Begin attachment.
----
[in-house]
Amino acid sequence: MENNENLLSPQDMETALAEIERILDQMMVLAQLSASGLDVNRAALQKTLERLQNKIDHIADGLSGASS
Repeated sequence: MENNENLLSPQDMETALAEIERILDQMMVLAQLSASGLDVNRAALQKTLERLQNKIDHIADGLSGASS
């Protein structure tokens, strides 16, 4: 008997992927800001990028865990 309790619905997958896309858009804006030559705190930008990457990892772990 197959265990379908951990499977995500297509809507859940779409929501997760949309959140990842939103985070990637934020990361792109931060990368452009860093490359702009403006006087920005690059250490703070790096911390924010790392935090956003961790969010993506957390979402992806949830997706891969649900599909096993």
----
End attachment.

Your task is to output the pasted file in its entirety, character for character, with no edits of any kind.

[in-house]
Amino acid sequence: MENNENLLSPQDMETALAEIERILDQMMVLAQLSASGLDVNRAALQKTLERLQNKIDHIADGLSGASS
Repeated sequence: MENNENLLSPQDMETALAEIERILDQMMVLAQLSASGLDVNRAALQKTLERLQNKIDHIADGLSGASS
């Protein structure tokens, strides 16, 4: 008997992927800001990028865990 309790619905997958896309858009804006030559705190930008990457990892772990 197959265990379908951990499977995500297509809507859940779409929501997760949309959140990842939103985070990637934020990361792109931060990368452009860093490359702009403006006087920005690059250490703070790096911390924010790392935090956003961790969010993506957390979402992806949830997706891969649900599909096993």